The system can comprise, in some instances, a battery pack comprising at least one electrochemically rechargeable battery cell; a passageway fluidically connecting the battery pack to a gas outside the battery pack; a passageway within the battery pack constructed and arranged to provide a flow path for recirculated gas within the battery pack; a humidity sensor constructed and arranged to determine the humidity of at least one region within the battery pack and/or within the passageway; and a control system constructed and arranged to establish a ratio of a flow rate of the gas from outside the battery back to a flow rate of the recirculated gas based at least in part upon the humidity determination.

In some embodiments, the system can comprise a battery pack comprising at least one electrochemically rechargeable battery cell; a passageway fluidically connecting the battery pack to a gas outside the battery pack; a humidity sensor constructed and arranged to determine the humidity of at least one region within the battery pack and/or the passageway; and a control system constructed and arranged to alter a temperature of the gas from outside the battery pack based at least in part upon the humidity determination.

The system can comprise, in some cases, a battery pack comprising at least one electrochemically rechargeable battery cell; a passageway fluidically connecting the battery pack to a gas outside the battery pack; a humidity sensor constructed and arranged to determine the humidity of at least one region within the battery pack; and a control system constructed and arranged to alter a flow rate of the gas from outside the battery pack into the battery pack based at least in part upon the humidity determination.

In another aspect, a method for inhibiting condensation and/or controlling humidity within a battery pack is provided. In some embodiments, the method can comprise determining the humidity of a first gas portion to which at least one region within a battery pack is exposed, and altering a property of a second gas portion, based at least in part upon the humidity determination, such that the dew point of the second gas portion is lower than a minimum temperature within the at least one region within the battery pack.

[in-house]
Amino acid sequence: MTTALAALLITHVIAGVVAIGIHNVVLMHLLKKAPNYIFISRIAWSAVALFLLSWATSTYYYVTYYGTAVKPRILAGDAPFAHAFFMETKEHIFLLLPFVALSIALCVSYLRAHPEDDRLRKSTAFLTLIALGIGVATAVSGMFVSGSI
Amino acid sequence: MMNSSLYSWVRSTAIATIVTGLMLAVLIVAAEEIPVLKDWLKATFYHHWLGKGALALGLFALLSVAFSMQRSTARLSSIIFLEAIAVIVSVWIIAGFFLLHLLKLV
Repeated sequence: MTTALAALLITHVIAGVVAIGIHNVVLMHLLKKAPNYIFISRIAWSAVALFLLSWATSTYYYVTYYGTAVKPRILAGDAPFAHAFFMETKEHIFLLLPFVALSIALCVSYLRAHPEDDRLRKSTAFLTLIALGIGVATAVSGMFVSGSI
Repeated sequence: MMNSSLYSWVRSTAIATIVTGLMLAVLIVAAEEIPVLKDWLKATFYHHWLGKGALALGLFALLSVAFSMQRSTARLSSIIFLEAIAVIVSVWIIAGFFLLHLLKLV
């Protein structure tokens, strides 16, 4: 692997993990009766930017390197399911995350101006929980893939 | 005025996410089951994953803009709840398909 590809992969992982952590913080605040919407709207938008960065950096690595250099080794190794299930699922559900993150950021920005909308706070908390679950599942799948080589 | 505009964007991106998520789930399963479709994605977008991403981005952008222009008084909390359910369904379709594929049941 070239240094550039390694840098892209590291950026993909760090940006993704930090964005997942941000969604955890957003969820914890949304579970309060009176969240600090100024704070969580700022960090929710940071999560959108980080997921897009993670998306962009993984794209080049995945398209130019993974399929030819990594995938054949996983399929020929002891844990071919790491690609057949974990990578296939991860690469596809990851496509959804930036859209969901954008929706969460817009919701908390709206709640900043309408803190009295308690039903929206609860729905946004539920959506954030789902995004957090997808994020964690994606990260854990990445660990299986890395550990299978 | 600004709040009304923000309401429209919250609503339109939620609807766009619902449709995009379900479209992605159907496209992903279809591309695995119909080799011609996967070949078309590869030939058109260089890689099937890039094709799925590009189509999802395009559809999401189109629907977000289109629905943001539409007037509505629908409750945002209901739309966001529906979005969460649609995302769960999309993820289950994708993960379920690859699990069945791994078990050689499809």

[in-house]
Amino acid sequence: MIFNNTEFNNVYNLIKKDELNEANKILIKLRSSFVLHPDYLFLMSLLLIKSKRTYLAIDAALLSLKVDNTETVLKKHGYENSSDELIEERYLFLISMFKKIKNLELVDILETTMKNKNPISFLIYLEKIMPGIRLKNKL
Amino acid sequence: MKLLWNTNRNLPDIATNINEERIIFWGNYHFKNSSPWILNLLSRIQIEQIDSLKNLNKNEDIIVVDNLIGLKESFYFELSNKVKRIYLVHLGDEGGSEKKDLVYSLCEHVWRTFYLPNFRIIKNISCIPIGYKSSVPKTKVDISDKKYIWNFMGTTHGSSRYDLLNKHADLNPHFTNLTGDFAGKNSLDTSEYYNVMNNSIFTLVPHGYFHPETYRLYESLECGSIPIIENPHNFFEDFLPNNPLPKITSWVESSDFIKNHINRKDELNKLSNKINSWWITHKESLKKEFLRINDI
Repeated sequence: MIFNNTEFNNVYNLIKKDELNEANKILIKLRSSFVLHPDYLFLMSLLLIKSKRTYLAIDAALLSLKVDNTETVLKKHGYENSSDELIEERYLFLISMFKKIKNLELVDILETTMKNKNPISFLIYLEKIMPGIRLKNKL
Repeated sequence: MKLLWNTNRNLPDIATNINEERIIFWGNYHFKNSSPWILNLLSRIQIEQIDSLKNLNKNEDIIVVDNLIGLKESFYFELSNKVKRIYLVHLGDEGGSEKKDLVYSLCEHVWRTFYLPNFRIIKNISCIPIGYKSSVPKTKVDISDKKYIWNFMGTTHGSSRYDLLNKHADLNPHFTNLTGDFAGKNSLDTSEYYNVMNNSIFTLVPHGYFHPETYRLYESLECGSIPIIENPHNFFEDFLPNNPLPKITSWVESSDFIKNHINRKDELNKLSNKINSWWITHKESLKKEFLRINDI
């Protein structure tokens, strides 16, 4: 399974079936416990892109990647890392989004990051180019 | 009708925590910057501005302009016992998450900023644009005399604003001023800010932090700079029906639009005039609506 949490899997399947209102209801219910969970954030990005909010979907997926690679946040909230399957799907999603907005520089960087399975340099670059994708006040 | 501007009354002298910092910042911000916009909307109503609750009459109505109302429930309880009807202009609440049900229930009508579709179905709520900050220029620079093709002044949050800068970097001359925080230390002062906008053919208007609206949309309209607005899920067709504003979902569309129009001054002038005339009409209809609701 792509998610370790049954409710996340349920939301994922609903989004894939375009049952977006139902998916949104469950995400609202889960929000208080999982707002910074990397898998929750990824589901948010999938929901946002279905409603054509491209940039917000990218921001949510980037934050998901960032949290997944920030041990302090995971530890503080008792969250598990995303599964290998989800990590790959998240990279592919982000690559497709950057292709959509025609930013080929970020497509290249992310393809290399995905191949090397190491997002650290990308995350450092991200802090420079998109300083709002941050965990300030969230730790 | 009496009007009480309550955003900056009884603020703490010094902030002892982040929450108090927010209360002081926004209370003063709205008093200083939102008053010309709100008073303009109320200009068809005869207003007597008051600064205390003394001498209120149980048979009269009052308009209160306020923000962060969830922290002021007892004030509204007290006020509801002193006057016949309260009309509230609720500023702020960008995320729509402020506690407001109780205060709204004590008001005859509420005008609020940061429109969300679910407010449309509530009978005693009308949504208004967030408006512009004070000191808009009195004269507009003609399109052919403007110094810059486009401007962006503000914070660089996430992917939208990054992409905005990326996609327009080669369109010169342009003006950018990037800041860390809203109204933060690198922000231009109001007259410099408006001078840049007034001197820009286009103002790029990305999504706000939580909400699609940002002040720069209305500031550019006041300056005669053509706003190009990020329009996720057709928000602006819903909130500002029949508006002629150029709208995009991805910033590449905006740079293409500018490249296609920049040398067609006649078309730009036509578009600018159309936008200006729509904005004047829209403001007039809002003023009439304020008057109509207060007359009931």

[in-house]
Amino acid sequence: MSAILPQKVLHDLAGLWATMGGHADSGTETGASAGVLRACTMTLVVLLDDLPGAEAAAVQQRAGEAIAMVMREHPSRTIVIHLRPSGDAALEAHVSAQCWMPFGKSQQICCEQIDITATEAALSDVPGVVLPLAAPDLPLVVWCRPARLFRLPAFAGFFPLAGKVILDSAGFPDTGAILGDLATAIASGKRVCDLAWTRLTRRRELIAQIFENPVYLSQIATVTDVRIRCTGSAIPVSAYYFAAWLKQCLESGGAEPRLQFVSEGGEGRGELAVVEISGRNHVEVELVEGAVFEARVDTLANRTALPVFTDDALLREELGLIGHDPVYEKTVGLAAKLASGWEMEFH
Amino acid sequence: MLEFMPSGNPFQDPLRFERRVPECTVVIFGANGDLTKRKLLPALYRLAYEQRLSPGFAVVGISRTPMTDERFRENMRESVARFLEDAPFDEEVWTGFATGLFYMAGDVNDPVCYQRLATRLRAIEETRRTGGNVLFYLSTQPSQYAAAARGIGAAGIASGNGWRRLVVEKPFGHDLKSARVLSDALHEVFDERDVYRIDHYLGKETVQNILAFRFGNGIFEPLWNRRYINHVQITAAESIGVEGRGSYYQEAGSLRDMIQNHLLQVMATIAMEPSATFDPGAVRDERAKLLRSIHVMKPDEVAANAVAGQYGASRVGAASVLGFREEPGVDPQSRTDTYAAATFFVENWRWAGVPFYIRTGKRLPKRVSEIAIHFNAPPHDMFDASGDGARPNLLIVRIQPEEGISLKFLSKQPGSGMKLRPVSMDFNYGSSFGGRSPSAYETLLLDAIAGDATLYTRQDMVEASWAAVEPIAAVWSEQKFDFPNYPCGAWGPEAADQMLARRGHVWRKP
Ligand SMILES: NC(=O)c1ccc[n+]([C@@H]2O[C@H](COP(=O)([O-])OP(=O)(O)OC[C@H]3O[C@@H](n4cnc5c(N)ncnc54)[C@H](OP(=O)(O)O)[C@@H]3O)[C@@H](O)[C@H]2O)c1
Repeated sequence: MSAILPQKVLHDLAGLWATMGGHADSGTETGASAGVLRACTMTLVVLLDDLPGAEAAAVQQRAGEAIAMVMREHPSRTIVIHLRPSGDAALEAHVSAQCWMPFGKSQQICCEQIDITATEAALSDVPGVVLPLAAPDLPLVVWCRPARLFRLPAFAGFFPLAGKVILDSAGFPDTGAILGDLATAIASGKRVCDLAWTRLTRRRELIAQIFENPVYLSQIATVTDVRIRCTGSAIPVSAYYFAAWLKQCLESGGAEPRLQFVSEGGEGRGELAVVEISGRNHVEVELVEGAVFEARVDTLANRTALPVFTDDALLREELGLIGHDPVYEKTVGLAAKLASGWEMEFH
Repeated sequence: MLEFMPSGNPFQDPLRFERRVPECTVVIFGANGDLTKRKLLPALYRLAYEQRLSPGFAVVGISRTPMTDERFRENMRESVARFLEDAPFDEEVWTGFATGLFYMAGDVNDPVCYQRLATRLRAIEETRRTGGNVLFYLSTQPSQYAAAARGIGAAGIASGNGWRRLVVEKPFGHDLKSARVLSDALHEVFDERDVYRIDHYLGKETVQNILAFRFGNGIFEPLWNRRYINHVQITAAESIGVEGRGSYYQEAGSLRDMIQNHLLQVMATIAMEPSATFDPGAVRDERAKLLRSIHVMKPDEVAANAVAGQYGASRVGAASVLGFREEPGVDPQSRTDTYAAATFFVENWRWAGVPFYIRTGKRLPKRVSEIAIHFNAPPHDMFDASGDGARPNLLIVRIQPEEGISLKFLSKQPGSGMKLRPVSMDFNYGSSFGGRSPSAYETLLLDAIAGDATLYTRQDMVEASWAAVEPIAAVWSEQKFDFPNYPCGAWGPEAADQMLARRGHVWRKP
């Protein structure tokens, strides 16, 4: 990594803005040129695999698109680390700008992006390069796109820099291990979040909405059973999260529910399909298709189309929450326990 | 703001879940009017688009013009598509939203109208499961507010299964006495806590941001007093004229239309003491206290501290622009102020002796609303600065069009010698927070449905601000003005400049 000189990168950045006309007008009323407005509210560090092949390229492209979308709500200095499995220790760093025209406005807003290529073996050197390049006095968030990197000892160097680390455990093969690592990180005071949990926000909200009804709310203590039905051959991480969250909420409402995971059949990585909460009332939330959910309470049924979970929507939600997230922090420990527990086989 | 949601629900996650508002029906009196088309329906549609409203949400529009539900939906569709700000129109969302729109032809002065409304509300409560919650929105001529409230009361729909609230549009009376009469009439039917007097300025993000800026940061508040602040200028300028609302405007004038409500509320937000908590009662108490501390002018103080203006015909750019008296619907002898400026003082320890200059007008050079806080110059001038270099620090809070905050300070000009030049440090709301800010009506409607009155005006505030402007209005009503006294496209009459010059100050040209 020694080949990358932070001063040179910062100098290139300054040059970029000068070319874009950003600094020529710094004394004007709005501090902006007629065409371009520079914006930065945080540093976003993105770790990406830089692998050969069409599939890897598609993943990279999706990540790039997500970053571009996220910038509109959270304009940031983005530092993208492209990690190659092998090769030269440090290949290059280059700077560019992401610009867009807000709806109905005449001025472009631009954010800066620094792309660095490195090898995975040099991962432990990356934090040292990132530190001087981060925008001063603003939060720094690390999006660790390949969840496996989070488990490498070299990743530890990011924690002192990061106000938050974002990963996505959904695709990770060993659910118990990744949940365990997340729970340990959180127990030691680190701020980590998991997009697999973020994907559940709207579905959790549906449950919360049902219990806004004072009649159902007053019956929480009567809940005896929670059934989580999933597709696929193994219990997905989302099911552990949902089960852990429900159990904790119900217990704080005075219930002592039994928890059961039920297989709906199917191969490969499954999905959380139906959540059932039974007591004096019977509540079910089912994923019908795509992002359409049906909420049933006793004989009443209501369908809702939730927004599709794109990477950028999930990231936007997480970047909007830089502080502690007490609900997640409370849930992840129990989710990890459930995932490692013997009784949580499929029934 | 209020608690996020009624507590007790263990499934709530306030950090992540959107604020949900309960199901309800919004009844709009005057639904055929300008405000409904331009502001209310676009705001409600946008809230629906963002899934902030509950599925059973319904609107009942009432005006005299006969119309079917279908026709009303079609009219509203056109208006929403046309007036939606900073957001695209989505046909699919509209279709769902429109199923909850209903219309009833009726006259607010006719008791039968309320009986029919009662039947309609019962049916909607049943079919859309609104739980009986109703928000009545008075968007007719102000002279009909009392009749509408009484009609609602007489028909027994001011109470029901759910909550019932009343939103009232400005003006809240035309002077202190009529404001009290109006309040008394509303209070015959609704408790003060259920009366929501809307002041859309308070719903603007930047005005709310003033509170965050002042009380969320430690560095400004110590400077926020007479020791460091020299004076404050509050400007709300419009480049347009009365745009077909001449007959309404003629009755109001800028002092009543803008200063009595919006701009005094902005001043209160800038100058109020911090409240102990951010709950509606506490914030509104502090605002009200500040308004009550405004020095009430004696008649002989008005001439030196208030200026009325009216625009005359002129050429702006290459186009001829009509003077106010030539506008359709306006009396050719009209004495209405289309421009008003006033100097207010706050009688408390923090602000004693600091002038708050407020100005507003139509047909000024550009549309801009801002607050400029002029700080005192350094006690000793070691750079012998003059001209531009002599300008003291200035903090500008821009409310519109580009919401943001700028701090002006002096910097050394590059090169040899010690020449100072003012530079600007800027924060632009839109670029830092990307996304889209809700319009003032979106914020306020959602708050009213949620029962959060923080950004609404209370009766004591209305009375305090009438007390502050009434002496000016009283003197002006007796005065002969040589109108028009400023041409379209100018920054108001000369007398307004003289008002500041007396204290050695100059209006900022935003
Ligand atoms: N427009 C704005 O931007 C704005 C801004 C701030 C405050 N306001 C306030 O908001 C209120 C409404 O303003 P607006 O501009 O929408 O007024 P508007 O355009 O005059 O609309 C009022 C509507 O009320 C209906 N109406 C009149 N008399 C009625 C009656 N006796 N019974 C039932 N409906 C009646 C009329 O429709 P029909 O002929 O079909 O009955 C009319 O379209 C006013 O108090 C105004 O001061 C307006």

The method can comprise, in some embodiments, determining the humidity of at least one region within a battery pack comprising at least one electrochemically rechargeable battery cell and/or within a passageway fluidically connecting the battery pack to a gas outside the battery pack, and altering at least one of a temperature of a gas transported into the battery pack, a flow rate of the gas transported into the battery pack, and/or a ratio of a flow rate of the gas transported into the battery pack to a flow rate of a gas recirculated within the battery pack based at least in part upon the humidity determination.

Other advantages and novel features of the present invention will become apparent from the following detailed description of various non-limiting embodiments of the invention when considered in conjunction with the accompanying figures. In cases where the present specification and a document incorporated by reference include conflicting and/or inconsistent disclosure, the present specification shall control. If two or more documents incorporated by reference include conflicting and/or inconsistent disclosure with respect to each other, then the document having the later effective date shall control.

BRIEF DESCRIPTION OF THE DRAWINGS

Non-limiting embodiments of the present invention will be described by way of example with reference to the accompanying figures, which are schematic and are not intended to be drawn to scale. In the figures, each identical or nearly identical component illustrated is typically represented by a single numeral. For purposes of clarity, not every component is labeled in every figure, nor is every component of each embodiment of the invention shown where illustration is not necessary to allow those of ordinary skill in the art to understand the invention. In the figures:

FIGS. 1A-1B include schematic illustrations of a battery system, according to one set of embodiments.

DETAILED DESCRIPTION

Systems and methods are provided for controlling humidity in gases exposed to batteries, which can be applied to humidity control in climate control gases in battery packs, for example those used in electric vehicles. The humidity control systems and methods can be used to alter one or more properties of a system that is used to control the temperature of a battery pack, e.g. via a climate control gas. As noted, a humidity sensor can be used to determine the humidity of a gas, such as a battery pack climate control gas, to which at least one region within a battery pack is exposed. A control system can be used to alter a property of the gas in response to, at least in part, the humidity determination. In some cases, the control system can alter the temperature of the gas. As one example of a specific arrangement according to one embodiment of the invention, the humidity of a battery climate control gas can be determined, and the control system can then alter the temperature of the gas, responsive to the humidity determination, such that the dew point of the gas is reduced to or maintained at a temperature low enough to inhibit condensation in the battery pack. The control system can, in some embodiments, alter the flow rate of the gas (with or without simultaneously altering gas temperature).